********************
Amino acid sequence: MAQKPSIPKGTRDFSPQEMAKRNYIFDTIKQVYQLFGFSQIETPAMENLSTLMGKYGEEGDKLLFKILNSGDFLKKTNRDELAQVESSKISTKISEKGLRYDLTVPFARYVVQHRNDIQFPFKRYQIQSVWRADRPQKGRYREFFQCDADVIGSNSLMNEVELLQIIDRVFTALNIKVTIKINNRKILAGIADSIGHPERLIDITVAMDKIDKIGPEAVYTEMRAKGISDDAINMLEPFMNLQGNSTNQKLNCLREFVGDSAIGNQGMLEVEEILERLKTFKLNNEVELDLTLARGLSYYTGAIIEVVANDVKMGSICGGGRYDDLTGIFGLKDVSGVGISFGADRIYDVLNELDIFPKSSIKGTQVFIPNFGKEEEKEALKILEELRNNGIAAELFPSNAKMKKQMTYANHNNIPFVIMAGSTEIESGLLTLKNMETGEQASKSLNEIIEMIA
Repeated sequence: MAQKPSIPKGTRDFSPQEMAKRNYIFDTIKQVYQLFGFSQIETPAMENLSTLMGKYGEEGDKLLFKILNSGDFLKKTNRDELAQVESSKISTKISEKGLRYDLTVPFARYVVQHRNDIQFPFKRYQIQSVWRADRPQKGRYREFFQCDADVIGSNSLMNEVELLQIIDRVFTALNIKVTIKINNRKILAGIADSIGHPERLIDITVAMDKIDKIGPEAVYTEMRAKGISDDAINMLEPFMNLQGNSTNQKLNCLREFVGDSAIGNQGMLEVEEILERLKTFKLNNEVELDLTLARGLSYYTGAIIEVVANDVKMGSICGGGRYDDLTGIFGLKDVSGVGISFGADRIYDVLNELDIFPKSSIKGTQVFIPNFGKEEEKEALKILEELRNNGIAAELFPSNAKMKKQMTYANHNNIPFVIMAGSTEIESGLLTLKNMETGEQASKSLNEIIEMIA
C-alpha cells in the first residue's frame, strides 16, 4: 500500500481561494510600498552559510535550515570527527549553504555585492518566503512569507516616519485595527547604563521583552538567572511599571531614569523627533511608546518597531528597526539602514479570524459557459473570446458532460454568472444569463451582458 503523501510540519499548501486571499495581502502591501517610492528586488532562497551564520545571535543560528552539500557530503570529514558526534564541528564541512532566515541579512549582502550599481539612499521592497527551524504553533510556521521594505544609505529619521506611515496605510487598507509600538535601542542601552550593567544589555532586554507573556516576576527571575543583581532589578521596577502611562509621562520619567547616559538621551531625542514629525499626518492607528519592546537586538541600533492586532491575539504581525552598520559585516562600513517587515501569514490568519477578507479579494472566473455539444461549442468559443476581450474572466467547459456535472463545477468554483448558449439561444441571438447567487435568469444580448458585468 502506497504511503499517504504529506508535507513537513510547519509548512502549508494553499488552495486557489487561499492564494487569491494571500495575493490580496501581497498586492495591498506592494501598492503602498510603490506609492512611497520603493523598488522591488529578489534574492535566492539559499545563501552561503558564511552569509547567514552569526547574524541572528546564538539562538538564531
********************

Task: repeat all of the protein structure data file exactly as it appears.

Amino acid sequence: MAQKPSIPKGTRDFSPQEMAKRNYIFDTIKQVYQLFGFSQIETPAMENLSTLMGKYGEEGDKLLFKILNSGDFLKKTNRDELAQVESSKISTKISEKGLRYDLTVPFARYVVQHRNDIQFPFKRYQIQSVWRADRPQKGRYREFFQCDADVIGSNSLMNEVELLQIIDRVFTALNIKVTIKINNRKILAGIADSIGHPERLIDITVAMDKIDKIGPEAVYTEMRAKGISDDAINMLEPFMNLQGNSTNQKLNCLREFVGDSAIGNQGMLEVEEILERLKTFKLNNEVELDLTLARGLSYYTGAIIEVVANDVKMGSICGGGRYDDLTGIFGLKDVSGVGISFGADRIYDVLNELDIFPKSSIKGTQVFIPNFGKEEEKEALKILEELRNNGIAAELFPSNAKMKKQMTYANHNNIPFVIMAGSTEIESGLLTLKNMETGEQASKSLNEIIEMIA
Repeated sequence: MAQKPSIPKGTRDFSPQEMAKRNYIFDTIKQVYQLFGFSQIETPAMENLSTLMGKYGEEGDKLLFKILNSGDFLKKTNRDELAQVESSKISTKISEKGLRYDLTVPFARYVVQHRNDIQFPFKRYQIQSVWRADRPQKGRYREFFQCDADVIGSNSLMNEVELLQIIDRVFTALNIKVTIKINNRKILAGIADSIGHPERLIDITVAMDKIDKIGPEAVYTEMRAKGISDDAINMLEPFMNLQGNSTNQKLNCLREFVGDSAIGNQGMLEVEEILERLKTFKLNNEVELDLTLARGLSYYTGAIIEVVANDVKMGSICGGGRYDDLTGIFGLKDVSGVGISFGADRIYDVLNELDIFPKSSIKGTQVFIPNFGKEEEKEALKILEELRNNGIAAELFPSNAKMKKQMTYANHNNIPFVIMAGSTEIESGLLTLKNMETGEQASKSLNEIIEMIA
C-alpha cells in the first residue's frame, strides 16, 4: 500500500481561494510600498552559510535550515570527527549553504555585492518566503512569507516616519485595527547604563521583552538567572511599571531614569523627533511608546518597531528597526539602514479570524459557459473570446458532460454568472444569463451582458 503523501510540519499548501486571499495581502502591501517610492528586488532562497551564520545571535543560528552539500557530503570529514558526534564541528564541512532566515541579512549582502550599481539612499521592497527551524504553533510556521521594505544609505529619521506611515496605510487598507509600538535601542542601552550593567544589555532586554507573556516576576527571575543583581532589578521596577502611562509621562520619567547616559538621551531625542514629525499626518492607528519592546537586538541600533492586532491575539504581525552598520559585516562600513517587515501569514490568519477578507479579494472566473455539444461549442468559443476581450474572466467547459456535472463545477468554483448558449439561444441571438447567487435568469444580448458585468 502506497504511503499517504504529506508535507513537513510547519509548512502549508494553499488552495486557489487561499492564494487569491494571500495575493490580496501581497498586492495591498506592494501598492503602498510603490506609492512611497520603493523598488522591488529578489534574492535566492539559499545563501552561503558564511552569509547567514552569526547574524541572528546564538539562538538564531